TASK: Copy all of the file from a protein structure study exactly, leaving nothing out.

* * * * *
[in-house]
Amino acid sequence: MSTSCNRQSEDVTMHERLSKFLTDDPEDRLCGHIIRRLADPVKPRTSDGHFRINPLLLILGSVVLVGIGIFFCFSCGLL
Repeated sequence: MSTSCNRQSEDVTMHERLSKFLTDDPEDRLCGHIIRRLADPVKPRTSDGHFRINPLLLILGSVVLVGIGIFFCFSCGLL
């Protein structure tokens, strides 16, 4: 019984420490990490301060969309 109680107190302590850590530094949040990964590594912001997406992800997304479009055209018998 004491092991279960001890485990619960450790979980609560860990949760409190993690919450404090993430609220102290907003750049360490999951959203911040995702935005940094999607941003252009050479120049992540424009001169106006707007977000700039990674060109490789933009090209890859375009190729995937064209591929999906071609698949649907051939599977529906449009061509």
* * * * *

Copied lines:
[in-house]
Amino acid sequence: MSTSCNRQSEDVTMHERLSKFLTDDPEDRLCGHIIRRLADPVKPRTSDGHFRINPLLLILGSVVLVGIGIFFCFSCGLL
Repeated sequence: MSTSCNRQSEDVTMHERLSKFLTDDPEDRLCGHIIRRLADPVKPRTSDGHFRINPLLLILGSVVLVGIGIFFCFSCGLL
């Protein structure tokens, strides 16, 4: 019984420490990490301060969309 109680107190302590850590530094949040990964590594912001997406992800997304479009055209018998 004491092991279960001890485990619960450790979980609560860990949760409190993690919450404090993430609220102290907003750049360490999951959203911040995702935005940094999607941003252009050479120049992540424009001169106006707007977000700039990674060109490789933009090209890859375009190729995937064209591929999906071609698949649907051939599977529906449009061509």